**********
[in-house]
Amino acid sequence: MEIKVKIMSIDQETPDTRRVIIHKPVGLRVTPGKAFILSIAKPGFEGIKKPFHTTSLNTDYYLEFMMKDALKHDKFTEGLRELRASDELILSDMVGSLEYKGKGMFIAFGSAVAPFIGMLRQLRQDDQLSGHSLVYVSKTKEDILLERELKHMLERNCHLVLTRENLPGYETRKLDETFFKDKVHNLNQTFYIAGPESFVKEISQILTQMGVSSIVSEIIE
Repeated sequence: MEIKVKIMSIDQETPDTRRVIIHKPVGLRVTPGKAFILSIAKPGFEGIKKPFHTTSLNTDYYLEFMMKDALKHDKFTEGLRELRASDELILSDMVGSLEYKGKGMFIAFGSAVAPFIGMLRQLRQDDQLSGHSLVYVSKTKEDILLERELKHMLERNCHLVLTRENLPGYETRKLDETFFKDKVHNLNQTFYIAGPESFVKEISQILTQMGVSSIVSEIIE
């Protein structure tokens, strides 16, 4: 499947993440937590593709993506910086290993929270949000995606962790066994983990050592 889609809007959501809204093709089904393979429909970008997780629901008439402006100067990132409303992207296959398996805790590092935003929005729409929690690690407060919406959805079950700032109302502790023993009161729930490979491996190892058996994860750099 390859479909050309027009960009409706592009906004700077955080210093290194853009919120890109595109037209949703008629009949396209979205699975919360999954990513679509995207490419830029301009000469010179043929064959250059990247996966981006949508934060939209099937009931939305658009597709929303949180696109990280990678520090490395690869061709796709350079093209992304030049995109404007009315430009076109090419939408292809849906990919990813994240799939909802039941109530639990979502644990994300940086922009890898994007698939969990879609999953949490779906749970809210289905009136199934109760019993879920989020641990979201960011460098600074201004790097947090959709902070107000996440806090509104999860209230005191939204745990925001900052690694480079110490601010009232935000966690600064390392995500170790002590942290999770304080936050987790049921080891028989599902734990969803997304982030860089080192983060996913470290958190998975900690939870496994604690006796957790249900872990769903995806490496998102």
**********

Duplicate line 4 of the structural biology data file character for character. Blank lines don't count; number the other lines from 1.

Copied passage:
């Protein structure tokens, strides 16, 4: 499947993440937590593709993506910086290993929270949000995606962790066994983990050592 889609809007959501809204093709089904393979429909970008997780629901008439402006100067990132409303992207296959398996805790590092935003929005729409929690690690407060919406959805079950700032109302502790023993009161729930490979491996190892058996994860750099 390859479909050309027009960009409706592009906004700077955080210093290194853009919120890109595109037209949703008629009949396209979205699975919360999954990513679509995207490419830029301009000469010179043929064959250059990247996966981006949508934060939209099937009931939305658009597709929303949180696109990280990678520090490395690869061709796709350079093209992304030049995109404007009315430009076109090419939408292809849906990919990813994240799939909802039941109530639990979502644990994300940086922009890898994007698939969990879609999953949490779906749970809210289905009136199934109760019993879920989020641990979201960011460098600074201004790097947090959709902070107000996440806090509104999860209230005191939204745990925001900052690694480079110490601010009232935000966690600064390392995500170790002590942290999770304080936050987790049921080891028989599902734990969803997304982030860089080192983060996913470290958190998975900690939870496994604690006796957790249900872990769903995806490496998102």